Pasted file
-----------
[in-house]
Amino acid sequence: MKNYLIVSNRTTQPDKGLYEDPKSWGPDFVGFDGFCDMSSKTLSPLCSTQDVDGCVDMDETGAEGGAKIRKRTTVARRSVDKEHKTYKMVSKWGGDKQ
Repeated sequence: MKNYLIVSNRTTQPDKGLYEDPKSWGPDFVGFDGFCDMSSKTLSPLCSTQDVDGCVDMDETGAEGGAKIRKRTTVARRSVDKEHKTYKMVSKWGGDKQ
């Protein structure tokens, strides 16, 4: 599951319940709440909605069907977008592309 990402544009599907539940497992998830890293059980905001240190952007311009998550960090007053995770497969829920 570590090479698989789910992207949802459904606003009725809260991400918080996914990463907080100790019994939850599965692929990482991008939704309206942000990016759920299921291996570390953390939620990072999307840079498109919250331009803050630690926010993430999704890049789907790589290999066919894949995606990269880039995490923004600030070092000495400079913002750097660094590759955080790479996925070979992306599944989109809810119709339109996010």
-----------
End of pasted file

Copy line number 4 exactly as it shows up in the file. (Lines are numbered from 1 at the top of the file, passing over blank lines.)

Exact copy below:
């Protein structure tokens, strides 16, 4: 599951319940709440909605069907977008592309 990402544009599907539940497992998830890293059980905001240190952007311009998550960090007053995770497969829920 570590090479698989789910992207949802459904606003009725809260991400918080996914990463907080100790019994939850599965692929990482991008939704309206942000990016759920299921291996570390953390939620990072999307840079498109919250331009803050630690926010993430999704890049789907790589290999066919894949995606990269880039995490923004600030070092000495400079913002750097660094590759955080790479996925070979992306599944989109809810119709339109996010």